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      Tips for sleeping well

      If tinnitus is affecting your sleep, there are different things you can do to help. It may take some time to discover what works for you, but hopefully you'll soon notice the benefits.

      How does tinnitus affect sleep?

      Tinnitus can, though does not always, affect sleep. Some people with tinnitus may experience sleep disturbances. Worrying about not getting enough sleep, the quality of sleep or tinnitus can make things worse, especially if you already tend to sleep badly.

      How can I improve how I sleep if I have tinnitus?

      If tinnitus is affecting your sleep, there are many things you can do to try to improve your sleeping pattern and the quality of your sleep. It may take a bit of time to see what works for you, and to get used to a new routine, but hopefully you’ll soon notice the benefits. If you are concerned about your general sleeping pattern, speak to your GP.

      Jess with quote about sleeping advice

      Tips for a good night's sleep

      • Get up at the same time each day – even at weekends. Try not to nap in the day or catch up on lost sleep, as this won’t improve your sleeping pattern.
      • Take daily exercise – such as 30 minutes of walking, gardening or cycling. Exercise at least four hours before you go to bed to allow your body to cool down.
      • Reduce your intake of nicotine and caffeine – both are stimulants that can keep you awake. Stop drinking tea and coffee four hours before you go to bed.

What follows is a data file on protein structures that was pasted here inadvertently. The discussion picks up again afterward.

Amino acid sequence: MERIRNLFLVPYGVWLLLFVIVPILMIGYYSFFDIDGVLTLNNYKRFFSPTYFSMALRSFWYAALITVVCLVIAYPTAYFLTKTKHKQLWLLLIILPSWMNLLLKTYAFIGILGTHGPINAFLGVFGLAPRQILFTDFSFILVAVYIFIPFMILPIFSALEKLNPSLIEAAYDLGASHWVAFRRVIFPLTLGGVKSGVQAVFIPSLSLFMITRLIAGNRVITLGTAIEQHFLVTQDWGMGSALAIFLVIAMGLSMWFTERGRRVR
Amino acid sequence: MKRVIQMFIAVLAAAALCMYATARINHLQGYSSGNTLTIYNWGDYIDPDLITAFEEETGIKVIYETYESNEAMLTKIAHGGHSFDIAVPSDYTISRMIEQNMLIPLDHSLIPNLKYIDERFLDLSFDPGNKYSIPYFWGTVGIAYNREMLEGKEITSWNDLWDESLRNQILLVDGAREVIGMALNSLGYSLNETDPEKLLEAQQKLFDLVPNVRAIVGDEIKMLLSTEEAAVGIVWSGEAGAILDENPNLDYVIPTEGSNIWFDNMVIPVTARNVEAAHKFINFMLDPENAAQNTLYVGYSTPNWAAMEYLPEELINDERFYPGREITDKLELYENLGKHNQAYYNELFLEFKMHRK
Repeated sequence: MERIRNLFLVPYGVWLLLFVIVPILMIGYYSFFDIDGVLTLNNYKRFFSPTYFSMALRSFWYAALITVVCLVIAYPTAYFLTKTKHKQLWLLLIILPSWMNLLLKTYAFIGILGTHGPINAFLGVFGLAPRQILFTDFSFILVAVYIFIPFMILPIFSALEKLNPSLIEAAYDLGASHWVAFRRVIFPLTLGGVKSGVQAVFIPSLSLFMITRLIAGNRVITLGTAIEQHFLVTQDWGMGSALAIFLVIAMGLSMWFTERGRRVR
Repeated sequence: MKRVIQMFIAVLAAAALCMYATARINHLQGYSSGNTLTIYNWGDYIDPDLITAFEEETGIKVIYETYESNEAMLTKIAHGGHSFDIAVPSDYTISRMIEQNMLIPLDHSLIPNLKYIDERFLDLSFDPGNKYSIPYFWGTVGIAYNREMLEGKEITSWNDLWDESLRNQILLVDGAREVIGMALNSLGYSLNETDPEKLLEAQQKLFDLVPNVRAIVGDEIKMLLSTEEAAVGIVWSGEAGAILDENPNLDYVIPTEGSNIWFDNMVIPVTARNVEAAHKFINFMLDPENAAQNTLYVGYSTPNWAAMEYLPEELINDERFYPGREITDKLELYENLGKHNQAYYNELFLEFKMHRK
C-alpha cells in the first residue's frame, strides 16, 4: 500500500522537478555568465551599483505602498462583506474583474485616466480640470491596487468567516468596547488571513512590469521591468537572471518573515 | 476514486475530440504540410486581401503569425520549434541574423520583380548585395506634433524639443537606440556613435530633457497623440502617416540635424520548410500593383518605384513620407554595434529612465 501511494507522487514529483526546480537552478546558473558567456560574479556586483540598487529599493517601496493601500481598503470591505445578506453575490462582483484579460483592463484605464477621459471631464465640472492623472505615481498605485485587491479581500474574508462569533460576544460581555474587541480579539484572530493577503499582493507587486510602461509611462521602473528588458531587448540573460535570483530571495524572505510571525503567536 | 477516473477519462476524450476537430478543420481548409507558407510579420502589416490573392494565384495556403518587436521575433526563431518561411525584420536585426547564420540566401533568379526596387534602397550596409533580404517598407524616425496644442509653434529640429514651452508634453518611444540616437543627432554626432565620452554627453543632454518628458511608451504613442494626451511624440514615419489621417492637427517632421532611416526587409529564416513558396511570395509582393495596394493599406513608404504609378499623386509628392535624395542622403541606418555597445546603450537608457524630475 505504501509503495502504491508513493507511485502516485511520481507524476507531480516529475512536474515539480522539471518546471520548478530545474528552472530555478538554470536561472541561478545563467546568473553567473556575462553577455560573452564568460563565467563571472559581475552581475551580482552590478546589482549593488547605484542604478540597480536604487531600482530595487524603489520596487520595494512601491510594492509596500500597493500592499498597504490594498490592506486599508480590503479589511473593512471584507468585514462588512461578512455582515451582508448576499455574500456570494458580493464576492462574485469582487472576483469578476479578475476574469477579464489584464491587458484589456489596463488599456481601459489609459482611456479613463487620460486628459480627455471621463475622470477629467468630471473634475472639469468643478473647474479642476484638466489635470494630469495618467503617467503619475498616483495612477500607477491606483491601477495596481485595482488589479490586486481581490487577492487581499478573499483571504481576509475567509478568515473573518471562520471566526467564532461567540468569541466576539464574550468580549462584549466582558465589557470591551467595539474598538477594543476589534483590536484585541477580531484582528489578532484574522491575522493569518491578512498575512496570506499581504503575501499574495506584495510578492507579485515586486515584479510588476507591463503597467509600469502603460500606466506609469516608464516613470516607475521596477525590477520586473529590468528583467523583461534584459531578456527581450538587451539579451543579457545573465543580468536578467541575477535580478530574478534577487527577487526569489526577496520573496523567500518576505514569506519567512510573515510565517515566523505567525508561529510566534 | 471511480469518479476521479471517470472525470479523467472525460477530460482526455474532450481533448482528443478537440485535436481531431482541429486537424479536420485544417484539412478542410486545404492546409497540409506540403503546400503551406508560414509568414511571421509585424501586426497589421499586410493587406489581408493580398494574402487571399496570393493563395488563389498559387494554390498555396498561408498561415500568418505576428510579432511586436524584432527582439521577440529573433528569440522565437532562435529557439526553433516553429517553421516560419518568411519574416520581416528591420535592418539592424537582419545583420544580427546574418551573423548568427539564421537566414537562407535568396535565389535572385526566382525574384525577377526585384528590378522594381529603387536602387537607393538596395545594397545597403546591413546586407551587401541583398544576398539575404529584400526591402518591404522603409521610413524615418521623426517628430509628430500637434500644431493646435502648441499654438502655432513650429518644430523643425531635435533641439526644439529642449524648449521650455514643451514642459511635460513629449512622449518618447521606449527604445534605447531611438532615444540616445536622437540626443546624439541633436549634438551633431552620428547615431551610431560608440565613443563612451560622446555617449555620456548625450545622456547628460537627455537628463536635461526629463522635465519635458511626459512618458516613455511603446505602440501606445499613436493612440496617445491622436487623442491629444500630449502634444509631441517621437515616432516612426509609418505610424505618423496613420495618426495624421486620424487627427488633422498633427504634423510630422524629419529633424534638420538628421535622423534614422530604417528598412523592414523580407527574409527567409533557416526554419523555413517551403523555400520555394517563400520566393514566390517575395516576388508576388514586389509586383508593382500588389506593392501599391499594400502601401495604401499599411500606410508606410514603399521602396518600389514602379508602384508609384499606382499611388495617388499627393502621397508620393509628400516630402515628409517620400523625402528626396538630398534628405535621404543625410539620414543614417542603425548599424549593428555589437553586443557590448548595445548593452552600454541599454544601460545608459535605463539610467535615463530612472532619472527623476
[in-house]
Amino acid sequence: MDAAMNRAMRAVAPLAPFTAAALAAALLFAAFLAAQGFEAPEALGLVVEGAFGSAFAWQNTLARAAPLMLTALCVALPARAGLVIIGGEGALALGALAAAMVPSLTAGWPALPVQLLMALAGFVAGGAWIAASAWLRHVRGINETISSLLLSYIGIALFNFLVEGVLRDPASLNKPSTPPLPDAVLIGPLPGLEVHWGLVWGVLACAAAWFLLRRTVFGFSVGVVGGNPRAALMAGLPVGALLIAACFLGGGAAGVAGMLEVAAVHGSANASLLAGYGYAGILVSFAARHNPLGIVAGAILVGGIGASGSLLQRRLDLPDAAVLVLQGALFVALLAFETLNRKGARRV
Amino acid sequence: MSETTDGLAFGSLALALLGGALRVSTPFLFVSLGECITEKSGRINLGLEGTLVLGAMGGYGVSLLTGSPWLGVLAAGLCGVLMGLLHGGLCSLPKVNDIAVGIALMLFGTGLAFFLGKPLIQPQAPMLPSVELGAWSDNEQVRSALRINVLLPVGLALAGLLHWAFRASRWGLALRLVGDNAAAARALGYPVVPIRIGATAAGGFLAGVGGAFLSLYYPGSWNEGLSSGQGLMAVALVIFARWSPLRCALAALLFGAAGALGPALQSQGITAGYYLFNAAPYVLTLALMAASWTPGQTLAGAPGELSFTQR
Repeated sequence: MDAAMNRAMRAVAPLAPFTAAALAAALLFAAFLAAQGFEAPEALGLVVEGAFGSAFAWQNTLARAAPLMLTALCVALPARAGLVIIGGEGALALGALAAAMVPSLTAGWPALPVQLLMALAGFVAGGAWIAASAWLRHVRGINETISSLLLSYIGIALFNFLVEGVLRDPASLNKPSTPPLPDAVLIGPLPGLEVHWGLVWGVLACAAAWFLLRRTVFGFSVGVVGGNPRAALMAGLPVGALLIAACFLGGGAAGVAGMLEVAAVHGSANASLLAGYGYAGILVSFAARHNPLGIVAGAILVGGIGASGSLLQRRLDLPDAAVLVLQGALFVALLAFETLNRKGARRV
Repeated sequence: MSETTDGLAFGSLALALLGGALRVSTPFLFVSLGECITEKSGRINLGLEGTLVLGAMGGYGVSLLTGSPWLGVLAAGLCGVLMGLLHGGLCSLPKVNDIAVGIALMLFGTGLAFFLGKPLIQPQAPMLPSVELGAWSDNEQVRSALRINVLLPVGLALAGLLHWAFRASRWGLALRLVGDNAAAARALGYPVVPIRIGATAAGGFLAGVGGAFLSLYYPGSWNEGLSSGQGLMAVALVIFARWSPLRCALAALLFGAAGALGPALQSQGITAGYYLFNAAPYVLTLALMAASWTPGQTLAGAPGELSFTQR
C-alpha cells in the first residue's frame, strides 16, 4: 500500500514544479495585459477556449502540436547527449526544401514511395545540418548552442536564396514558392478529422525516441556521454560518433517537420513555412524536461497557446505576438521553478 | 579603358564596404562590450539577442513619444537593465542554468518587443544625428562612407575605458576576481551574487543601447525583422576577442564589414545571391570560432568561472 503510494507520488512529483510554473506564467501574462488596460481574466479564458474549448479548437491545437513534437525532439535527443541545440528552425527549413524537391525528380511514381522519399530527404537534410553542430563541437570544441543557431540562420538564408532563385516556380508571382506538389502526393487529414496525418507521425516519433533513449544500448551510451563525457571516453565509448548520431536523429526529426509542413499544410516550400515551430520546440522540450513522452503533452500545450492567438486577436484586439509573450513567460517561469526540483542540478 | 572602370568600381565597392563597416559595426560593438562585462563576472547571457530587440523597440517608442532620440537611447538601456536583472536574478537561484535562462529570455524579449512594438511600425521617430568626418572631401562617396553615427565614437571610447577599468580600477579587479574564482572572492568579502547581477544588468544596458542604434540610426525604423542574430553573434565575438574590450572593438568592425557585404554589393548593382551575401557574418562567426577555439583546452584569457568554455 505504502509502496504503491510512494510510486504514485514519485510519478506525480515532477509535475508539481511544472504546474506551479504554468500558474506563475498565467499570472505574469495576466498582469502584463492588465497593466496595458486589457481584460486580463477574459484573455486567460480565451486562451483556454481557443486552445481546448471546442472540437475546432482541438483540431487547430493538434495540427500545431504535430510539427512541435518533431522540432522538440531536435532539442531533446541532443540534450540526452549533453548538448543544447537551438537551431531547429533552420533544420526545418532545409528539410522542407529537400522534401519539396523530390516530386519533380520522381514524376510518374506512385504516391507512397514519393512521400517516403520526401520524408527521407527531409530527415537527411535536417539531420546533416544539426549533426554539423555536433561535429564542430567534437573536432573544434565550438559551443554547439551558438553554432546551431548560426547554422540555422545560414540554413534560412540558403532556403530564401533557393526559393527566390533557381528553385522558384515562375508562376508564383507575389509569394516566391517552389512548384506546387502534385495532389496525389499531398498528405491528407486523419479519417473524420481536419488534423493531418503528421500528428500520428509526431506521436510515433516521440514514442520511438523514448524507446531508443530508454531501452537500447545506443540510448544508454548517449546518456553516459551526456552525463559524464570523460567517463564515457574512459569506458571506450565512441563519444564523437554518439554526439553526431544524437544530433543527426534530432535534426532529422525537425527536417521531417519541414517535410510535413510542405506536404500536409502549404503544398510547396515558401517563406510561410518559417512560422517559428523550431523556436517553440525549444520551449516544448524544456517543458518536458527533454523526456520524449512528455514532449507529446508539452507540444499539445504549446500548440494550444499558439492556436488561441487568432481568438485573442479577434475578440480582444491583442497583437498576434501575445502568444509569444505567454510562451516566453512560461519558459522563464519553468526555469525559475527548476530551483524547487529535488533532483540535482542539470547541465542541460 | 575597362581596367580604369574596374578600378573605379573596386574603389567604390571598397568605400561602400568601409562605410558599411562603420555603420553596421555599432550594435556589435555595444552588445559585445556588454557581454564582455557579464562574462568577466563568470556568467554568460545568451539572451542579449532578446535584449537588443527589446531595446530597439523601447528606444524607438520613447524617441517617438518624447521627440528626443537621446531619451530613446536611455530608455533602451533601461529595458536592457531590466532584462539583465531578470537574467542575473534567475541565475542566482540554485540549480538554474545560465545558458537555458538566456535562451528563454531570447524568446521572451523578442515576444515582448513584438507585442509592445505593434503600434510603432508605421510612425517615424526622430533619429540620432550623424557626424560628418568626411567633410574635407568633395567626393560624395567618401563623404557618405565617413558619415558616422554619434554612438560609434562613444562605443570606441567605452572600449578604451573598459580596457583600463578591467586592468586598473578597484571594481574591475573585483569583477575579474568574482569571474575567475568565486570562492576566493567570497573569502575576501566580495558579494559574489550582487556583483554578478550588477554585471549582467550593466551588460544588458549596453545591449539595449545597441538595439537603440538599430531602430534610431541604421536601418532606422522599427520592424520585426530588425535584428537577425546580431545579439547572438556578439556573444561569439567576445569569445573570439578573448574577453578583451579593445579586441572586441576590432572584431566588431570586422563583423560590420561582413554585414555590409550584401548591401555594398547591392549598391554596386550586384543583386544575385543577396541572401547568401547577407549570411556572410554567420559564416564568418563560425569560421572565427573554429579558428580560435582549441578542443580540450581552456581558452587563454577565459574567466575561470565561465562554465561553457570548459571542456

• Avoid drinking too much alcohol – it may help you get to sleep initially, but it may cause you to wake sooner, once the effects have worn off, and stop you getting back to sleep.
      • Avoid over-the-counter medicines – these may have a similar effect to alcohol. You may find herbal remedies and natural healthcare products help.
      • Try relaxation exercises – these can be extremely helpful (see our reducing stress and anxiety section). Practise during the day and find a short exercise to try when you in bed.
      • Clear your mind before bedtime – If you have worries, set aside around half an hour earlier in the evening to think about how to resolve your problems. Write your ideas down. Try not to think about them as you’re trying to get to sleep.
      • Introduce gentle sound into your environment – this can help you to relax and distract you from your tinnitus. You could use an electric fan, soft music or a clock with a prominent tick. Or you could try a sound product specifically developed for people with tinnitus. Visit our shop for ideas.
      • ‘Wind down’ at least an hour before bed – have a warm bath, a milky drink or listen to relaxing music. Try to read, watch TV or surf the internet earlier in the evening. This helps to draw a line between daytime and bedtime and will help you to get ready for sleep.
      • Don’t eat just before bed or during the night – eating will boost your energy levels and may make you more alert, which can increase your awareness of tinnitus. However, do make sure that you’ve eaten enough earlier in the evening, as hunger can keep you awake.
      • Only go to bed when you feel tired – trying to force sleep may be counter-productive, but simply resting in bed may be beneficial.
      • Think about room temperature and the bedding you use – if you’re too hot or too cold in your bed, you’re more likely to wake up during the night.

      For more information about getting a good night's sleep and products that can help, see our factsheet Stress and tinnitus.

      Tinnitus Helpline


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